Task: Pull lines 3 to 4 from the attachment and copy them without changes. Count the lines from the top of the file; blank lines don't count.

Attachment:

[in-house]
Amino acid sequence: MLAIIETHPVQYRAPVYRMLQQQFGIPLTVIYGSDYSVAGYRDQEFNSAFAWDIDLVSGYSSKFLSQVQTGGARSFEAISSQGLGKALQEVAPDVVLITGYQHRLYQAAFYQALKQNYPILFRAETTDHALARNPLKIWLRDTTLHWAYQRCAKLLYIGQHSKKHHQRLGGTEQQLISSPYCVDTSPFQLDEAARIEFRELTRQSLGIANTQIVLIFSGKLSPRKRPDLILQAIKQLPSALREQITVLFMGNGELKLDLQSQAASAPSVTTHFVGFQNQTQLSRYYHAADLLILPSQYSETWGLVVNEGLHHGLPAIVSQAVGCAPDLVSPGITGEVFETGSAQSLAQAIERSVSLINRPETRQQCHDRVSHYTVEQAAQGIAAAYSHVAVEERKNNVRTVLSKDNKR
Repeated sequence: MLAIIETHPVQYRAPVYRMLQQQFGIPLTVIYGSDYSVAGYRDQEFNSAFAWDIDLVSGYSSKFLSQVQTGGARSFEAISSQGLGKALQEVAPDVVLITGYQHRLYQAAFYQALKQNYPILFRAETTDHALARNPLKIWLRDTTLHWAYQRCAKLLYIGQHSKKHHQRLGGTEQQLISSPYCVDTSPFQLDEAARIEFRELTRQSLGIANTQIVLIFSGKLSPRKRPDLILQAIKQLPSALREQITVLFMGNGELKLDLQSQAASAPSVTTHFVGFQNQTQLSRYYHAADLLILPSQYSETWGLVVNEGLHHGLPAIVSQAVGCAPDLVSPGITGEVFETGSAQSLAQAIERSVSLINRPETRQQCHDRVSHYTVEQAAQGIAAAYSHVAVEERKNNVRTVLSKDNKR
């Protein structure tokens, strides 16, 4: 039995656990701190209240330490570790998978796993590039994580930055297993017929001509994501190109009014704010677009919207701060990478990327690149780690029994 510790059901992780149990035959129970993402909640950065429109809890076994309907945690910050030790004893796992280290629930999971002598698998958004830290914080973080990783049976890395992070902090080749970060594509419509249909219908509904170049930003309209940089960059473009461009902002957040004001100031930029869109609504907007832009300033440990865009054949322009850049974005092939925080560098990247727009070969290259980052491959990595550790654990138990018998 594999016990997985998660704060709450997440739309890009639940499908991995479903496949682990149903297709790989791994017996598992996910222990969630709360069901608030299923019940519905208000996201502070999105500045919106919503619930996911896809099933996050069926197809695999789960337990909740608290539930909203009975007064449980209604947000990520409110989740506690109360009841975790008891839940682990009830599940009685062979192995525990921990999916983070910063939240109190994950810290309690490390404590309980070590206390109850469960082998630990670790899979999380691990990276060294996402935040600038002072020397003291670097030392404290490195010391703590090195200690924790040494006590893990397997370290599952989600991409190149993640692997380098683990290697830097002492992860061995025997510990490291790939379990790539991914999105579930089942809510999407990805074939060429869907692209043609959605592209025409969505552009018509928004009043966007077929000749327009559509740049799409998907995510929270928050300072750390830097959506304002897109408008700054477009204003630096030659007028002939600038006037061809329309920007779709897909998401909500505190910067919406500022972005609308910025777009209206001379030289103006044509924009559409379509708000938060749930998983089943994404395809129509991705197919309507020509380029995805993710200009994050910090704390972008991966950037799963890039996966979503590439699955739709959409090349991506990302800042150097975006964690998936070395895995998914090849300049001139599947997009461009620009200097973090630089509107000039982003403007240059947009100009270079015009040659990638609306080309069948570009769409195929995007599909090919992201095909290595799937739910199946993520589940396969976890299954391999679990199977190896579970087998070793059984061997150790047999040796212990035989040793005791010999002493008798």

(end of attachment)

Repeated sequence: MLAIIETHPVQYRAPVYRMLQQQFGIPLTVIYGSDYSVAGYRDQEFNSAFAWDIDLVSGYSSKFLSQVQTGGARSFEAISSQGLGKALQEVAPDVVLITGYQHRLYQAAFYQALKQNYPILFRAETTDHALARNPLKIWLRDTTLHWAYQRCAKLLYIGQHSKKHHQRLGGTEQQLISSPYCVDTSPFQLDEAARIEFRELTRQSLGIANTQIVLIFSGKLSPRKRPDLILQAIKQLPSALREQITVLFMGNGELKLDLQSQAASAPSVTTHFVGFQNQTQLSRYYHAADLLILPSQYSETWGLVVNEGLHHGLPAIVSQAVGCAPDLVSPGITGEVFETGSAQSLAQAIERSVSLINRPETRQQCHDRVSHYTVEQAAQGIAAAYSHVAVEERKNNVRTVLSKDNKR
């Protein structure tokens, strides 16, 4: 039995656990701190209240330490570790998978796993590039994580930055297993017929001509994501190109009014704010677009919207701060990478990327690149780690029994 510790059901992780149990035959129970993402909640950065429109809890076994309907945690910050030790004893796992280290629930999971002598698998958004830290914080973080990783049976890395992070902090080749970060594509419509249909219908509904170049930003309209940089960059473009461009902002957040004001100031930029869109609504907007832009300033440990865009054949322009850049974005092939925080560098990247727009070969290259980052491959990595550790654990138990018998 594999016990997985998660704060709450997440739309890009639940499908991995479903496949682990149903297709790989791994017996598992996910222990969630709360069901608030299923019940519905208000996201502070999105500045919106919503619930996911896809099933996050069926197809695999789960337990909740608290539930909203009975007064449980209604947000990520409110989740506690109360009841975790008891839940682990009830599940009685062979192995525990921990999916983070910063939240109190994950810290309690490390404590309980070590206390109850469960082998630990670790899979999380691990990276060294996402935040600038002072020397003291670097030392404290490195010391703590090195200690924790040494006590893990397997370290599952989600991409190149993640692997380098683990290697830097002492992860061995025997510990490291790939379990790539991914999105579930089942809510999407990805074939060429869907692209043609959605592209025409969505552009018509928004009043966007077929000749327009559509740049799409998907995510929270928050300072750390830097959506304002897109408008700054477009204003630096030659007028002939600038006037061809329309920007779709897909998401909500505190910067919406500022972005609308910025777009209206001379030289103006044509924009559409379509708000938060749930998983089943994404395809129509991705197919309507020509380029995805993710200009994050910090704390972008991966950037799963890039996966979503590439699955739709959409090349991506990302800042150097975006964690998936070395895995998914090849300049001139599947997009461009620009200097973090630089509107000039982003403007240059947009100009270079015009040659990638609306080309069948570009769409195929995007599909090919992201095909290595799937739910199946993520589940396969976890299954391999679990199977190896579970087998070793059984061997150790047999040796212990035989040793005791010999002493008798």